Christians need to fellowship face to face
October 26, 2004
I sent and read dozens of emails today. In addition to the Internet contacts with people I had here in my own city and country, I heard from a pastor in Wales, exchanged several posts with a friend in Canada, and bought an old fountain pen from a woman in Germany through an on-line auction. What a great blessing to enjoy these things so easily. But as a result of the time involved at the computer, I haven’t talked face to face with anyone all day. Why does it seem that the more I have and the faster I can accomplish things, the more distant I feel from people?
Because of the efficiency and convenience provided by technology, we chat and buy more and more through electronic means, but less and less in person. As long as we maintain meaningful face-to-face relationships, especially with fellow Christians, then our electronic relationships will remain in a good and healthy place. But if we interact with people primarily through glass or some sort of technological screen – such as a TV or computer monitor – we shouldn’t be surprised that our relationships begin to seem distant, shallow, or artificial. Even from the low-tech times of the first century, the timeless words of the Bible speak directly to this contemporary problem. Notice how the apostle John acknowledged the superiority of face-to-face fellowship over written communication: “I had many things to write, but I do not wish to write to you with pen and ink; but I hope to see you shortly, and we shall speak face to face” (3 John 13-14). While John used and clearly valued the written word, he would not let that substitute for what can be communicated only in the intimacy of Christian fellowship.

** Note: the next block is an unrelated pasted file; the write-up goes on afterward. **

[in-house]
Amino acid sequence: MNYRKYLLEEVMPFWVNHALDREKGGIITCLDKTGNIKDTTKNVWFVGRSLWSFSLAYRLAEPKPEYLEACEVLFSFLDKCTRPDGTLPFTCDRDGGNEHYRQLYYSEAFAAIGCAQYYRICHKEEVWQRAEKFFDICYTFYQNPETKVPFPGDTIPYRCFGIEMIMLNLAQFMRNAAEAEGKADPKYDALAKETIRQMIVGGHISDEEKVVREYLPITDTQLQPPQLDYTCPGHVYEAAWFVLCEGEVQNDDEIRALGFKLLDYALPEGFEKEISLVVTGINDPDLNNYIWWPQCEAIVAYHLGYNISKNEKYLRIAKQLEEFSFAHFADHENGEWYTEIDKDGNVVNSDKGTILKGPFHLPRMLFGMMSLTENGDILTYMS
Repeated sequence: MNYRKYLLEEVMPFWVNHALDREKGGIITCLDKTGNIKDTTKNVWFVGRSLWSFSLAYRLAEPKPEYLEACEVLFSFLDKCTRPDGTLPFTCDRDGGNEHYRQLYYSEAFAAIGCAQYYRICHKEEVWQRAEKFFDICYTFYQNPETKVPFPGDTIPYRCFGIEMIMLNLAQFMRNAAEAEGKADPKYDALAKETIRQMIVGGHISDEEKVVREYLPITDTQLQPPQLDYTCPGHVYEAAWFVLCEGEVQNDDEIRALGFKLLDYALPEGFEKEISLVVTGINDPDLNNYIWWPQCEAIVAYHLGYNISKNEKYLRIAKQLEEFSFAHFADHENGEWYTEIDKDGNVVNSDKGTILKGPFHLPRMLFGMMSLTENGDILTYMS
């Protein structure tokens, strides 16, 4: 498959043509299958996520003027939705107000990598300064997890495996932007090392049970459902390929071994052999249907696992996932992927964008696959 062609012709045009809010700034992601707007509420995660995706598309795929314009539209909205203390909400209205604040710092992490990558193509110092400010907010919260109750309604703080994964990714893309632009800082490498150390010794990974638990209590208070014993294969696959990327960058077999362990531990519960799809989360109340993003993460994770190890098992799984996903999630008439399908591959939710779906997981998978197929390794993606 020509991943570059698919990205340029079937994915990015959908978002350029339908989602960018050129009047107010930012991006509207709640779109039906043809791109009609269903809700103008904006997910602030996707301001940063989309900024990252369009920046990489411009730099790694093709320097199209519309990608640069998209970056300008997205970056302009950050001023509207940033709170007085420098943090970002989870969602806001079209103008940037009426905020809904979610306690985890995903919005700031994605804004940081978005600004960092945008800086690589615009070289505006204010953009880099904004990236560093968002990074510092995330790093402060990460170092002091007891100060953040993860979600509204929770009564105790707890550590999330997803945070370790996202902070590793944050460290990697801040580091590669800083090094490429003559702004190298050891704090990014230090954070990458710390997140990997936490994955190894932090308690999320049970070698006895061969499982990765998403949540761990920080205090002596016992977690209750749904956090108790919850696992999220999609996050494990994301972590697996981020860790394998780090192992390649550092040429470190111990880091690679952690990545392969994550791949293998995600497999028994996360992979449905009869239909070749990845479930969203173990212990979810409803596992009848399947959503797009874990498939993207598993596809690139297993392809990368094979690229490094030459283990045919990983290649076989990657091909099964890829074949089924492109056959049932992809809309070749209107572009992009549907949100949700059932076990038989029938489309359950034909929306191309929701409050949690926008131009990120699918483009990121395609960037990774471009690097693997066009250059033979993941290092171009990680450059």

Similarly, Eugene Peterson observes that “words can be put into two piles: words used for communication and words used for communion. Words used for communion are the words used to tell stories, to make love, nurture intimacies, develop trust. Words used for communication are used to buy stocks, sell cauliflower, direct traffic, teach algebra.” While piles of words are necessary, the words of communion – the words that nurture Christian fellowship – are best spoken face to face. Don’t let the explosive increase in the means of communication keep you from personal communion with other believers. For to the degree that our communication diminishes our communion, we lose something that’s part of the essence of Christianity. (Don Whitney is associate professor of spiritual formation at Midwestern Seminary. This column was taken from Whitney’s book Simplify Your Spiritual Life.)